Tribal delegations and environmental activists lobby govt in bid to kick palm oil firms off disputed land
Representatives of Papuan tribes hold a protest on Nov. 15 in front of the office of Indofood Group, the parent company of PT Bintuni Argo Prima Perkasa, which is accused of grabbing their ancestral land. (Photo supplied by Franky Samperante)
Indigenous Papuans and activist priests have met Indonesian government officials in Jakarta to seek support in their fight against plantation companies who they say seized their ancestral land.
Representatives from six tribes, accompanied by church and environmental activists, met officials from the agriculture and environment ministries.
Samuel Ariks from the Mpur tribe in West Papua's Tambrauw district said more than 19,300 hectares of their forest land was seized.
He said PT Bintuni Argo Prima Perkasa claims to have a permit giving them control of the land. "From the start we opposed the firm, but it went and cleared our forests," he told ucanews.com.
Police are guarding the place and people cannot access the land anymore.
"The Mpur are farmers and hunters. We treat our forest like our mother because it gives us food," Ariks said.
Petrus Kinggo said the Mandobo tribe has a similar problem and is fighting a palm oil company over 50,000 hectares. "The government needs to be more open in solving this problem," he said.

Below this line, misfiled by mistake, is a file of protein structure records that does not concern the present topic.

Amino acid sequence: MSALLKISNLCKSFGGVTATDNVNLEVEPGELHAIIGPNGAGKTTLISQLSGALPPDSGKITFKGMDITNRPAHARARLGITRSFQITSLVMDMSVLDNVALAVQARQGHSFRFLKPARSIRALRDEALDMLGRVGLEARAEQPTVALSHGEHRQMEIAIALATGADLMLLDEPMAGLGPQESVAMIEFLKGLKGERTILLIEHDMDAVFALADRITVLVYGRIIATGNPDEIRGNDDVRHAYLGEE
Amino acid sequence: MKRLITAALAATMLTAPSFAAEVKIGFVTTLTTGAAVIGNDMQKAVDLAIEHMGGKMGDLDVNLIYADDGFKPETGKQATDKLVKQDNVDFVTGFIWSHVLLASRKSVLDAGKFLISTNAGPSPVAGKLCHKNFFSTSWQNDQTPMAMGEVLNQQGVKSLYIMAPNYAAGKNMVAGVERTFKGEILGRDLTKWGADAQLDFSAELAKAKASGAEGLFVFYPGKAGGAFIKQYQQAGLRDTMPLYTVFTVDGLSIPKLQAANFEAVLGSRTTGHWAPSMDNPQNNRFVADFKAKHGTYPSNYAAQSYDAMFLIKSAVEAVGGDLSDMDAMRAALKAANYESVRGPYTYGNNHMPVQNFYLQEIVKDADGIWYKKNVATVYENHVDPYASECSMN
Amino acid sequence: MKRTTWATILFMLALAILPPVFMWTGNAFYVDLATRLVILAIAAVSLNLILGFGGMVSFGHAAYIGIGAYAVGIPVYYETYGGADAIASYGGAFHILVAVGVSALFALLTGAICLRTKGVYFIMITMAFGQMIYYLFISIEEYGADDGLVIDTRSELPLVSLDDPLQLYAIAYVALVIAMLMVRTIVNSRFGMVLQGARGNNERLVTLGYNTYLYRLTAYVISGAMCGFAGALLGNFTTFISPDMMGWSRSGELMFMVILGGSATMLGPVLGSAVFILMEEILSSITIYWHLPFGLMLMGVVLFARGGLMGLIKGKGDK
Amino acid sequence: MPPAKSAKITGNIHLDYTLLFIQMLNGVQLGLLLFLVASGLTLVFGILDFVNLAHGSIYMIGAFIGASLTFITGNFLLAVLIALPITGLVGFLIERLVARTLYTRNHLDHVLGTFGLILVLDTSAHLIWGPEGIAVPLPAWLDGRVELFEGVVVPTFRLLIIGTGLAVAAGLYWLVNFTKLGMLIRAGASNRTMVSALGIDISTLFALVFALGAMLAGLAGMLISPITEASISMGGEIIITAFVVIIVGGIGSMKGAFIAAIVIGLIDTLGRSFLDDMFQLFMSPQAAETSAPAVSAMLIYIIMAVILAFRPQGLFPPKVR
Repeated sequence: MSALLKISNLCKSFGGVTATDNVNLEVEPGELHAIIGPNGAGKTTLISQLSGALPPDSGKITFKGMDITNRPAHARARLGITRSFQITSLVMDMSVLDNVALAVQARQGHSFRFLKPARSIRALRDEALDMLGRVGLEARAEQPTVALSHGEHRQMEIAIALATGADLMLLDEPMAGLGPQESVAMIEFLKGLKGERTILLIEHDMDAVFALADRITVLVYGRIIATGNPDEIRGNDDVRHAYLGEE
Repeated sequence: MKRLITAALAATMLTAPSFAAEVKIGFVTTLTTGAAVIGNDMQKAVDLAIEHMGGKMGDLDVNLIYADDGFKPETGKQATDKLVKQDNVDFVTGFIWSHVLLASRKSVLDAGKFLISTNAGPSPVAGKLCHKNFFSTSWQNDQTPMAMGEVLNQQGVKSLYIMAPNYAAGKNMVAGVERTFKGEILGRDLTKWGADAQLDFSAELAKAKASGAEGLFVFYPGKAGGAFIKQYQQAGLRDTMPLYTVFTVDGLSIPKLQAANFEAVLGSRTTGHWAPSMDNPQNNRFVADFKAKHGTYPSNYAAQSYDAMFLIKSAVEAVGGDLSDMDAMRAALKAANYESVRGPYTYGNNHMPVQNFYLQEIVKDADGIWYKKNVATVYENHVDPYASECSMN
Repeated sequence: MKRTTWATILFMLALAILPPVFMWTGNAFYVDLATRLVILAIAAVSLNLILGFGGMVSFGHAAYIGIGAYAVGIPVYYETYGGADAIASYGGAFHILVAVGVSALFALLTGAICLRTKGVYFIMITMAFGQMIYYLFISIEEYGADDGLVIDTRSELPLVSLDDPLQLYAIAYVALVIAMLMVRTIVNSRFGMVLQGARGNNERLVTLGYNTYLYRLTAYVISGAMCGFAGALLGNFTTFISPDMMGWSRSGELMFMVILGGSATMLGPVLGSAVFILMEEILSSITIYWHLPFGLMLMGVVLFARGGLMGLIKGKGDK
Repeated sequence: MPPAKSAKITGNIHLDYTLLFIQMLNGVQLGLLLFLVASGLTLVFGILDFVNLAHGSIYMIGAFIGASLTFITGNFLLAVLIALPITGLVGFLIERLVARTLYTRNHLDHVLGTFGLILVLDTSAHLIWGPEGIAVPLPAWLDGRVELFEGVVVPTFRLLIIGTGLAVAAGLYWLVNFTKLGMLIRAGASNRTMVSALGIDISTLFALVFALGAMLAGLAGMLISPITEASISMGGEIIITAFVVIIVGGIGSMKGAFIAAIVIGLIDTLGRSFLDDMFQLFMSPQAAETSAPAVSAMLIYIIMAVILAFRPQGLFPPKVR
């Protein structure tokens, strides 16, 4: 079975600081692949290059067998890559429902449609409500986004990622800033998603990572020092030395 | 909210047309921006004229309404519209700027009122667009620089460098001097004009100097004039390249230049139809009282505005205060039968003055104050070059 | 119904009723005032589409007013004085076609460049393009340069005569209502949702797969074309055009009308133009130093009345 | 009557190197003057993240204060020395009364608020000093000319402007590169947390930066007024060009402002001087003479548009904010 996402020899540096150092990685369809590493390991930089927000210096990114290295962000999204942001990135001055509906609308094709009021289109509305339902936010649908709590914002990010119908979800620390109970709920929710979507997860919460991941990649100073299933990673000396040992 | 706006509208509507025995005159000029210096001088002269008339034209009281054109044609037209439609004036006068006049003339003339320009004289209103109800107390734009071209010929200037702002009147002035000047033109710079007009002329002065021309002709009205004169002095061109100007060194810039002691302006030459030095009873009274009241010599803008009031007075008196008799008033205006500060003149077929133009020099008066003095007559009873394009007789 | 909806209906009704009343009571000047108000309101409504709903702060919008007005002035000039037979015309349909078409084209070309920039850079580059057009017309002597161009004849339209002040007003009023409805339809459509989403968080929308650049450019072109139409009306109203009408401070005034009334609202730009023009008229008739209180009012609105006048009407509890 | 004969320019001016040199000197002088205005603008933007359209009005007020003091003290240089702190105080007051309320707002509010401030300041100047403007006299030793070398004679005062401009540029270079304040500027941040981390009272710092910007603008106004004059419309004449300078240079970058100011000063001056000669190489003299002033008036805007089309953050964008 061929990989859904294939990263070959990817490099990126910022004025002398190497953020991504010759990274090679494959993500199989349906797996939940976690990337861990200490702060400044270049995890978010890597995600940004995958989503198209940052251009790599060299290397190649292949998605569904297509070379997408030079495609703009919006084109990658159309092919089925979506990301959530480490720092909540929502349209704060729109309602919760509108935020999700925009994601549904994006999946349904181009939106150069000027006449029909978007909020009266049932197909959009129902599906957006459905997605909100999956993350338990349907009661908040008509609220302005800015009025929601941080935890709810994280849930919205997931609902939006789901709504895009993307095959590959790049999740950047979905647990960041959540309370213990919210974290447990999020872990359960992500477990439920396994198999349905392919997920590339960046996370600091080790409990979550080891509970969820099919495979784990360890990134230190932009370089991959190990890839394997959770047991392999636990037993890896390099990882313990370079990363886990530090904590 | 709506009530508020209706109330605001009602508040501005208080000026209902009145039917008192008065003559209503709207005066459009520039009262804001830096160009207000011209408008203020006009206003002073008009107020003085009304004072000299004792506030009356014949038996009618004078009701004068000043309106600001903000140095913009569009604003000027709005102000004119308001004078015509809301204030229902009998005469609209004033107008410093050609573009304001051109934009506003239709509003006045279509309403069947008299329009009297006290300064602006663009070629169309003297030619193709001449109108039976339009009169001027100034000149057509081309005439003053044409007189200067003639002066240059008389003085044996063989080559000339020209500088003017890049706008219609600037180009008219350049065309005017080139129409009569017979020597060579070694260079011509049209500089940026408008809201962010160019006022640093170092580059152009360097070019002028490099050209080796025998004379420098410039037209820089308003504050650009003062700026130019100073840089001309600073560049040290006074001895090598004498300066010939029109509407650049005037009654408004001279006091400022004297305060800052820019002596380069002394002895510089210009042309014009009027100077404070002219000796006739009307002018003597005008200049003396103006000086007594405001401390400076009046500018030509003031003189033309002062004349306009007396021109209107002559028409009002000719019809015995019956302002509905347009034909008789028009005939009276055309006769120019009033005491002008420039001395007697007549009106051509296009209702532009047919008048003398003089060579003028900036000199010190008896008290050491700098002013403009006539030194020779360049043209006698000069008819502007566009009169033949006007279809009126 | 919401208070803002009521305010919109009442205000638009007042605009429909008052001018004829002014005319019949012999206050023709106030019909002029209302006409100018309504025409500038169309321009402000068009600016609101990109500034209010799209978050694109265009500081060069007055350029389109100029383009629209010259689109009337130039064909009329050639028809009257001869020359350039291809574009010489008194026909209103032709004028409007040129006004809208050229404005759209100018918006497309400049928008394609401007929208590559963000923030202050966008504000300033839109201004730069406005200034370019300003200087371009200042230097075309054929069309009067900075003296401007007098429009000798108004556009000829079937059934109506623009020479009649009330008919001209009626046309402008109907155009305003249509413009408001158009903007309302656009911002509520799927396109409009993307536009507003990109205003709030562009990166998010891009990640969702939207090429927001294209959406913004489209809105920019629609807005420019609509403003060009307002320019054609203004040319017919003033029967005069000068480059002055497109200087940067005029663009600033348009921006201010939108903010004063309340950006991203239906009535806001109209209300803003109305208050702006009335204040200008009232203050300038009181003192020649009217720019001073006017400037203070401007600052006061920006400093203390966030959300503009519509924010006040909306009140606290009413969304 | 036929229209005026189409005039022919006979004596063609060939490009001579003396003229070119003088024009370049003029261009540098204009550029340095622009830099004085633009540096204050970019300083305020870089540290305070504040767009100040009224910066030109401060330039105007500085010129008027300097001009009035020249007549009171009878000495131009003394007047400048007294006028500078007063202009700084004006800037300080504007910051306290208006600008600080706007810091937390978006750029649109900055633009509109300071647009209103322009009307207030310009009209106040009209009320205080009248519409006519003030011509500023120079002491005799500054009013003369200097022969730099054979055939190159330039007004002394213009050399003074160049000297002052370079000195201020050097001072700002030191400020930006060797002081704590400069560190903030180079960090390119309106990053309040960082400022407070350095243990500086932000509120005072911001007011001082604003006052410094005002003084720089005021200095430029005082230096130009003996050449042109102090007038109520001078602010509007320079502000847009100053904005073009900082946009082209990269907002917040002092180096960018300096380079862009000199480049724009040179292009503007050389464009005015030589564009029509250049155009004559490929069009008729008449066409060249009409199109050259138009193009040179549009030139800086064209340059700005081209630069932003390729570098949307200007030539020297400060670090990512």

The Mandobo tribe resisted attempts to woo them but a license was granted and now people are being forced to accept its consequences, he added.
Father Nico Rumbayan from Merauke Diocese's Justice and Peace Commission, who accompanied the tribal people, said the Papuans did not have a real say before the issuing of the permits.
"When they complained, they had to deal with the security forces," he said.
Lidya Monalisa Upuya from the Indonesian Christian Church in Papua said the government should revoke all licenses and rehabilitate the forest. "The intimidation and violence must also be stopped," she said.
Sigit Nugroho from the Environment Ministry promised to evaluate the permits. "The ministry will examine whether the companies are meeting obligations to preserve the environment," he said.
According to West Papua Regional Police spokesman Hary Supriyono, police have been called to plantations to provide security at the request of firms.
"People are free to hold demonstrations related to land disputes as long as they remain peaceful," he said.
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